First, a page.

(Picture: The next generation should be better off. India's middle class is growing) 

Basis for success are market analysis, intercultural knowledge and experience. According to Guido Christ, the strategic aspects for international companies wanting to develop the Indian market of the future include the growing, increasingly prosperous middle class, the young overall population structure and the market size of more than 1 billion people. He does, however, always recommend answering a few key questions and taking the special cultural features of the country into account before potential market entry.
(Picture: Some marketing channels for organic products already exist - eg. shops of the Navdanya initiative of Vandana Shiva)

According to the expert, a sound market analysis particularly includes thorough research into whether a good potential demand exists for the product or range in India, and the extent to which the recipe, package or marketing concept must be adapted. A company must also decide whether to set up its own production in the country, enter a joint venture or – initially– sell the products via an exclusive partner. Today’s most common model for market entry for selling consumer goods is to use an Indian distributor that works on his own account or on a commission basis. For capital goods, however, IGCC recommends either founding your own company or choosing a suitable joint venture partner. Guido Christ, who has known the Indian market for 20 years, certainly advises having a reliable partner in the country: “The knowledge of the market and local trading customs is essential. It is also very helpful to understand the various dialects and be familiar with Indian traditions.”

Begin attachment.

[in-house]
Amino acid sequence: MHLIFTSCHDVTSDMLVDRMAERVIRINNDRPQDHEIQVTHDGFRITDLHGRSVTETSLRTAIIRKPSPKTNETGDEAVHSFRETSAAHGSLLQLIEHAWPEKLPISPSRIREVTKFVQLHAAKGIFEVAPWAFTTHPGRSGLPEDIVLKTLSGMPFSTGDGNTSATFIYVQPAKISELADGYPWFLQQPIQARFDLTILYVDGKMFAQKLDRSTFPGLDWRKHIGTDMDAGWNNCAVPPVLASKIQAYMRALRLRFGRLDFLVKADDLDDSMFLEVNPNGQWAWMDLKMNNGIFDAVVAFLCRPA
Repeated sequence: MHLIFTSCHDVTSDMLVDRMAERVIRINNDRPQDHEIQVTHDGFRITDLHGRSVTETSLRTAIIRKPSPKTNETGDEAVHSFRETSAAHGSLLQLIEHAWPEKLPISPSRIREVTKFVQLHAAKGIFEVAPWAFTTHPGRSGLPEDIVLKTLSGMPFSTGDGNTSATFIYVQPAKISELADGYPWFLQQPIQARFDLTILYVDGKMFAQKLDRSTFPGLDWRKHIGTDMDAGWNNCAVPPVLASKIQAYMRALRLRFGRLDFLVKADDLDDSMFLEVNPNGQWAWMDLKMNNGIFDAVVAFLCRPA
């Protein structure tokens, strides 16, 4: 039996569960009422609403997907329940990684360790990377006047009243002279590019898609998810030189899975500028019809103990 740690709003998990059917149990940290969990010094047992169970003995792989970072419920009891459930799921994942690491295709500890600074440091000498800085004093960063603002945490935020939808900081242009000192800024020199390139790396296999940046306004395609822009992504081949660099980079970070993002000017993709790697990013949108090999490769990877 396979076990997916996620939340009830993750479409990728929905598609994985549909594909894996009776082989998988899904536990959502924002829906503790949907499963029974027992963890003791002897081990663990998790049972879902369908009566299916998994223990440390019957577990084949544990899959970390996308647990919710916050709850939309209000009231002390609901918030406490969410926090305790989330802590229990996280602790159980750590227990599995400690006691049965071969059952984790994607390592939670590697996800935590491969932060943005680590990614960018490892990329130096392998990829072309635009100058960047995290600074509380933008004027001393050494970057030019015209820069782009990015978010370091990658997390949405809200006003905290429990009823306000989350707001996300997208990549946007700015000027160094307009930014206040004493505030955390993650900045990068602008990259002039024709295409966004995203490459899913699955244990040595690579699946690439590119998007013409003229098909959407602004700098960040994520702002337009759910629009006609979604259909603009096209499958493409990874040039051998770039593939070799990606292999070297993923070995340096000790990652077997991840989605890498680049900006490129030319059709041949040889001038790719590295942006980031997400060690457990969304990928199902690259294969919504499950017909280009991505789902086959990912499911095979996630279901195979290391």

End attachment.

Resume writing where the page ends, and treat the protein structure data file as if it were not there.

(Picture: Raj Seelam of Sresta. The company produces a wide range of organic products, which they distribute through their own chain 24-Lettred-Mantra and other channels)